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Immigration detention and human rights

Asylum Seekers and Refugees
Immigration detention centre in dusty field

The human rights of those who are in immigration detention are of special concern to the Commission. Liberty is a fundamental human right, recognised in major human rights instruments to which Australia is a party. People who are held in detention are particularly vulnerable to violations of their human rights.

Why people are held in immigration detention in Australia

Since 1992, Australia has had a system of mandatory detention. Under the Migration Act 1958 (Cth), any non-citizen who is in Australia without a valid visa must be detained. These people may only be released from immigration detention if they are granted a visa or removed from Australia.

How many people are in immigration detention in Australia

As of 31 January 2023, there were 1061 people in immigration detention facilities. A further 516 people, 146 of whom are children, were living in the community after being approved for residence determination. 10, 728 Unauthorised Maritime Arrivals, 1334 of whom are children, were living in the community after being granted a Bridging Visa E.

Length of time in detention

As of 31 January 2023, the average period of time for people to be held in detention centres was 806 days. Over 50% of people in detention facilities have been detained for a period of 366 days or more.  

The Department of Home Affairs publishes immigration detention statistics, which outline the number of people in immigration detention and the duration of time spent there.

Where in Australia people are detained

Immigration detention centres (IDCs)

The majority of non-citizens are detained in IDCs, Australia’s highest-security facilities for non-citizens. As of 31 January 2023, the following IDCs are in use:  

  • Villawood IDC (NSW) 

  • Yongah Hill IDC (WA) 

  • Perth IDC (WA) 

  • North West Point IDC (WA).

Immigration Transit Accommodation (ITAs)

ITAs are closed detention facilities but have less intrusive security measures than IDCs. As of 31 January 2023, there are three ITAs in use: 

  • Melbourne ITA (VIC) 

  • Brisbane ITA (QLD) 

  • Adelaide ITA (SA).

Alternative Places of Detention (APODs)

Immigration detainees may be held in designated APODs. These may include places such as correctional centres, hospitals and hotels. Stays in APODs are intended to be short-term, and often do not have appropriate facilities for long-term detention.  

As of 31 January 2023, there are APODs in the following locations:  

  • New South Wales 

  • Victoria 

  • Queensland  

  • South Australia  

  • Western Australia  

  • Christmas Island  

  • Northern Territory.

Community Under Residence Determination

A small number of people are approved for a residence determination to live in the community. These people live in set housing within the community and are generally subject to restrictions that require them to stay in that housing overnight.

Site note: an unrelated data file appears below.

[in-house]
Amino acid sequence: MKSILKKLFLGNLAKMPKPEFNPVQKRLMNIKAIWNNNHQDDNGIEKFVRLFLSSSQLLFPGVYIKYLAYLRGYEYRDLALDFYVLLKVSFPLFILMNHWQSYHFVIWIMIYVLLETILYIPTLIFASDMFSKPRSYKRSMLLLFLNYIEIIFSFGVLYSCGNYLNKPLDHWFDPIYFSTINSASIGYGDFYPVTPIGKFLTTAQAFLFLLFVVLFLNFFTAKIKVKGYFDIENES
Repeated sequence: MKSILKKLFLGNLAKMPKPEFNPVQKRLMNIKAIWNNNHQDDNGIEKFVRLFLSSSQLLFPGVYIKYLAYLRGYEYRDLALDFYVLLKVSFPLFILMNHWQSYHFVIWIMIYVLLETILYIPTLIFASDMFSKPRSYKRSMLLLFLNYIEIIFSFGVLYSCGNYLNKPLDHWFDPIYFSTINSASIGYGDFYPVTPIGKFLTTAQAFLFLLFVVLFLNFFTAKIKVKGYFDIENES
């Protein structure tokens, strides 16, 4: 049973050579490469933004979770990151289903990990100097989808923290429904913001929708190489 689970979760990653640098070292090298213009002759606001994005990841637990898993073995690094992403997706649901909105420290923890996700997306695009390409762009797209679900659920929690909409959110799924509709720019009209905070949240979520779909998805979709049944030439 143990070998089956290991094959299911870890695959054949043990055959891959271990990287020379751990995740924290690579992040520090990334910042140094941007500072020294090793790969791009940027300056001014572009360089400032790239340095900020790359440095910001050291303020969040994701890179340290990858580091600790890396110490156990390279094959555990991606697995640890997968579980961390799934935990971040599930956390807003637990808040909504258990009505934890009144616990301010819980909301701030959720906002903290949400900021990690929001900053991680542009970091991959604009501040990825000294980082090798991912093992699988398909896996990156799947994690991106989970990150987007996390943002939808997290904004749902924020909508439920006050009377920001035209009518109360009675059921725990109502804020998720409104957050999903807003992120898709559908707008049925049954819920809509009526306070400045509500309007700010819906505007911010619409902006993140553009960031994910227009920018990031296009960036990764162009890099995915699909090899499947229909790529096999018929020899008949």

The human rights of people in immigration detention

Australia’s international human rights obligations apply to all people, including those in immigration detention. The Australian government has ratified a number of international treaties, including:  

  • the International Covenant on Civil and Political Rights (ICCPR)

  • the Convention against Torture and Other Cruel, Inhuman and Degrading Treatment or Punishment (CAT)

  • the Convention on the Rights of the Child (CRC)

  • the Convention Relating to the Status of Refugees (the Refugee Convention).

Australia has one of the strictest immigration detention regimes in the world. It is mandatory, is not time-limited and people are not able to challenge their detention in court. For many years, the Commission has called for an end to this system as it leads to breaches of Australia’s human rights obligations. While the Commission acknowledges the use of immigration detention may be legitimate in certain circumstances, a person should only be held in an immigration facility for a strictly limited period of time if they are individually assessed as posing an unacceptable risk to the Australian community and that risk cannot be managed in a less restrictive way.  

The role of the Commission

The Commission has monitored and reported on the conditions for people in immigration detention in Australia for over 20 years. The Commission’s work on immigration detention includes:  

  • investigating complaints about alleged breaches of human rights in immigration detention facilities  

  • conducting visits to immigration detention facilities and publishing reports on those visits  

  • conducting national inquiries  

  • developing minimum standards for the protection of human rights in immigration detention.